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Wednesday 22 March 2023

Burl reviews From Beyond! (1986)

Well slap my bucket, it’s Burl! Ha ha, remember how good Re-Animator was? Well, on the basis of that, I recall in the mid-80s becoming very excited at each new Stuart Gordon picture that got mentioned on Fangoria’s Terror Teletype: movies like Dolls and Robo Jox, and the sadly never-to-be made Gris-Gris, and of course the picture under consideration today: another H.P. Lovecraft adaptation, and therefore the most direct follow-up to the great Re-Animator, and therefore the most exciting of them all, From Beyond! Ha ha, I had a one-sheet for this one up on the wall of my teenage bedroom, and it was a prized possession indeed!

The picture begins with a long pre-credit sequence that dramatizes the entirety of the Lovecraft story the movie is based on! Ha ha, we meet young and earnest science assistant Crawford Tillinghast, played by the committed Jeffrey Combs from The Man With Two Brains and Cellar Dweller, and his boss, the voluptuary and radical sybarite Dr. Edward Pretorius, impersonated here very well by Ted Sorel of Basket Case 2 fame, and who, a trivia, was the nephew of famed Universal monster makeup man Jack Pierce! Pretorius has invented a machine, the Resonator, which opens up mutually accessible pathways to normally extra-perceptible dimensions that are populated by monsters!

When a flying eel puts a biting on Tillinghast he knows it’s all gone too far, but before he can destroy the machine Pretorius has his head chomped off, and after a neighbour lady’s dog finds the body and licks the head stump, Tillinghast is thought mad and accused of the murder! (The neighbour lady, it should be noted, is essayed by Bunny Summers from The Kid With the 200 I.Q.!) Cue the arrival of a comely psychiatrist, Dr. Katherine McMichaels, played by Barbara Crampton from Fraternity Vacation and Chopping Mall!

The next step, of course, is to have the putative axe-murderer Tillinghast released into the custody of good Dr. McMichaels so they can return to the Pretorious house and figure out what happened! This may seem an unlikely happenstance, but the authorities aren’t fools: for security they send along an ex-football player-turned-cop called Bubba Brownlee, played by Ken Foree, whom we remember so fondly from shopping centre-based pictures like Dawn of the Dead and Phantom of the Mall! The trio set up camp in the house, and as soon as dials are fiddled with and giant tuning forks start glowing purple, the extradimensional creatures show up, accompanied by a now-bestial Pretorius!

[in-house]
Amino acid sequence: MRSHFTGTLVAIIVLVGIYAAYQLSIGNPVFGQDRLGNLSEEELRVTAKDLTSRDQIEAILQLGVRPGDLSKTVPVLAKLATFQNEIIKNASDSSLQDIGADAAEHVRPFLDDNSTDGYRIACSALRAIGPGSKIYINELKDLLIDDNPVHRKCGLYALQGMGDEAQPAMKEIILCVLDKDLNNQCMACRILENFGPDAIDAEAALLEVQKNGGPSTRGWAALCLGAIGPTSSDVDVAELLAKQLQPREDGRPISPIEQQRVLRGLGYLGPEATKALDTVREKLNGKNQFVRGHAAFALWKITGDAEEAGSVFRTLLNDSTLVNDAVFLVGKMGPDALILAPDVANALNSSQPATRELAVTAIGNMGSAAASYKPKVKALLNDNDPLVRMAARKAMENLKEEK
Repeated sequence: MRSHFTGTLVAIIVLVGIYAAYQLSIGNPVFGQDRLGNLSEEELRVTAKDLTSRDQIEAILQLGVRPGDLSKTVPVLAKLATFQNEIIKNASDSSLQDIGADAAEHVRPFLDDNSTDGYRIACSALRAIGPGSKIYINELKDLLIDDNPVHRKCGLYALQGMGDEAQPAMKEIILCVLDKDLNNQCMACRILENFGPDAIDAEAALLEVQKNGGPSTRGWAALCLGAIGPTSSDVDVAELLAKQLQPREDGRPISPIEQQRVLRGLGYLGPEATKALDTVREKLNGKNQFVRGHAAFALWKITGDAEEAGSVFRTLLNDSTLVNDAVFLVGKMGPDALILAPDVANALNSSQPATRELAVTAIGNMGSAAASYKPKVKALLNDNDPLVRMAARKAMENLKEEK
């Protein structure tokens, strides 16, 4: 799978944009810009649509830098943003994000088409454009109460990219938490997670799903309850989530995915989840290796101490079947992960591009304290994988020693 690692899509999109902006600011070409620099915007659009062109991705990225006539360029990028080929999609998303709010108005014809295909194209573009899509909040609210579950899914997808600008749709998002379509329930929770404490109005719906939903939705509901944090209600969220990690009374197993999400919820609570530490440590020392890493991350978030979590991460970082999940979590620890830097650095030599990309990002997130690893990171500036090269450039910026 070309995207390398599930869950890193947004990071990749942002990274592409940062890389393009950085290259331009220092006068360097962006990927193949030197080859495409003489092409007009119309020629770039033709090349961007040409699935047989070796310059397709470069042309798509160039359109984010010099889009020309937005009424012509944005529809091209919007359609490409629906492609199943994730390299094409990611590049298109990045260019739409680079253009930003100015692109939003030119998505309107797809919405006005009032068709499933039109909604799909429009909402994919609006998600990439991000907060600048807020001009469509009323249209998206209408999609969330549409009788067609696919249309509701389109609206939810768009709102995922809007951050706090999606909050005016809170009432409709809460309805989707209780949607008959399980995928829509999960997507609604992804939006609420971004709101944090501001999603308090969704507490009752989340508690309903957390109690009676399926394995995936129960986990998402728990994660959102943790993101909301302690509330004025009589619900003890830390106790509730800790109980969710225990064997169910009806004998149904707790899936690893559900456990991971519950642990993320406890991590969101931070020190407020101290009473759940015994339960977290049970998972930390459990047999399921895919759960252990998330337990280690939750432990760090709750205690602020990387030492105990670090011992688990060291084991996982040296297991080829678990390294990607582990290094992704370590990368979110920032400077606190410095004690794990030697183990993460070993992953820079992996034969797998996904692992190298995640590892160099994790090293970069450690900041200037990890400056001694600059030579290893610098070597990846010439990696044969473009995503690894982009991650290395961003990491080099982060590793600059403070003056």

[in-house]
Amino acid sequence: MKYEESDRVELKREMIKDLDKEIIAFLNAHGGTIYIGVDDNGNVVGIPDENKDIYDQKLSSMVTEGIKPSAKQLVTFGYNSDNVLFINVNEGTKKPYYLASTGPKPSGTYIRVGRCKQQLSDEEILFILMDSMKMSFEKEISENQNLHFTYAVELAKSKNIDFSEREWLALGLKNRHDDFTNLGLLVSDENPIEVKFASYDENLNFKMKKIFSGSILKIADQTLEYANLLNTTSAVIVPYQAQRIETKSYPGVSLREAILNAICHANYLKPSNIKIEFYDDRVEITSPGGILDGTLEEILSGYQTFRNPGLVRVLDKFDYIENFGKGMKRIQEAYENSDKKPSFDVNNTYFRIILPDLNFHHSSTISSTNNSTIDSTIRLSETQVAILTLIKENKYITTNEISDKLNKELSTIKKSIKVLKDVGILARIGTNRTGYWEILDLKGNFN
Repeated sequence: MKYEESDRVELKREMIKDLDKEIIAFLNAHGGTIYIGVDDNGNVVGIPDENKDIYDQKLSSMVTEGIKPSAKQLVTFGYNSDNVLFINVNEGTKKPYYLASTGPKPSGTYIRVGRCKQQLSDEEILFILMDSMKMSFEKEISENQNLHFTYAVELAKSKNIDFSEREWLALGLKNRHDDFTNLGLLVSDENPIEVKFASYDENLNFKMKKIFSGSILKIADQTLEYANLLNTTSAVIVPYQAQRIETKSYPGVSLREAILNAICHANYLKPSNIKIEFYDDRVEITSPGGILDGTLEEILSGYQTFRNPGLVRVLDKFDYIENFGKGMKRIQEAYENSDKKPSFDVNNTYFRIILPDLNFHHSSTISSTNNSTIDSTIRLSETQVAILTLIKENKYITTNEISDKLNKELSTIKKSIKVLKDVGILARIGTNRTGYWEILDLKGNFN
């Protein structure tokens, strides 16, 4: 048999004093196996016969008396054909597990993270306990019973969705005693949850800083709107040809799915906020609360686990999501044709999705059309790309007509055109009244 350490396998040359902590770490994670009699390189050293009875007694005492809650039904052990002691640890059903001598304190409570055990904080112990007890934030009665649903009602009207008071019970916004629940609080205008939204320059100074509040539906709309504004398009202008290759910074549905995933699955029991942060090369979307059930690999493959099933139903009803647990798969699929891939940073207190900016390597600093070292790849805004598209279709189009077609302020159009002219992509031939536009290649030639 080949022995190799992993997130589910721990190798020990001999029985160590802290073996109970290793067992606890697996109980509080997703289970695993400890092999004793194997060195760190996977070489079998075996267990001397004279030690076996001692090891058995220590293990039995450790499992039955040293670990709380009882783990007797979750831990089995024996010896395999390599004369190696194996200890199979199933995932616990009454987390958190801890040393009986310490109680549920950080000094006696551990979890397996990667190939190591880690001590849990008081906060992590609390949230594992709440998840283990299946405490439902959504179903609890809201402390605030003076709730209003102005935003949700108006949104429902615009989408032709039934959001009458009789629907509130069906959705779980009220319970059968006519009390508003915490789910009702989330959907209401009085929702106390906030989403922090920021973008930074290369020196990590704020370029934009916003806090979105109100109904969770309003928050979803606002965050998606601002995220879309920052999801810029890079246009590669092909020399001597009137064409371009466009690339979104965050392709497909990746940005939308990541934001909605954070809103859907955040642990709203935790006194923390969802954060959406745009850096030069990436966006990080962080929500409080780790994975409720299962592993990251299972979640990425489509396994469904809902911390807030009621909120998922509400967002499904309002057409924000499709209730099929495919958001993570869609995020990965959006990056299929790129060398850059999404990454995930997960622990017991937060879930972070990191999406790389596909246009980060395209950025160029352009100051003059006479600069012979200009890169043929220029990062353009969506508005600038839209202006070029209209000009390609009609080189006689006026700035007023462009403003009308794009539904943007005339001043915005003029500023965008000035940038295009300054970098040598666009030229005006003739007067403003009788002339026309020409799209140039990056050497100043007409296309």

Things don’t go well from there – there are locust attacks, an encounter with bondage gear, and a giant lamprey eats off Tillinghast’s hair! Moreover, pineal glands start acting up and an officious doctor played by Stuart Gordon’s wife Carolyn Purdy-Gordon has her brains sucked out through her eye socket! Yuck! This is a scene which was depicted in the pages of Fangoria, but was cut out of all prints of the movie until fairly recently! I was glad to finally see it, but I have to admit the scene is gross!

And what of the movie itself? I like the creatures a lot, Combs is a nervous pleasure as ever, and it’s always terrific to see Foree on screen! Plus I like the pink-and-purple colour scheme (popular hues for Lovecraft apparently – remember The Color Out of Space?), and the craft across the board is very strong for a low-budget horror picture! And yet it doesn’t measure up to its predecessor! The story is fairly limp, the characters not terribly well-developed, and there are a few ropey trick effects! I don’t accuse the picture of being overly ambitious – ha ha, I admire ambition in low-budget pictures! – but they might have bit off a little more than they could chew with some of the dimensional effects!

Still, that’s not a big problem; the trouble really is the “That’s it?” feeling we’re left with at the end of the picture! It gets darker than I remembered – the conclusion has something of a Texas Chainsaw Massacre feeling, or maybe more of a Texas Chainsaw Massacre 2 feeling, ha ha! But despite any shortcomings, the pleasures here are many; and if it’s not a revelatory experience like Re-Animator was, it’s nevertheless a fine chunk of 80s horror with some terrific monsters! I give From Beyond two and a half ill-fitting bald caps!

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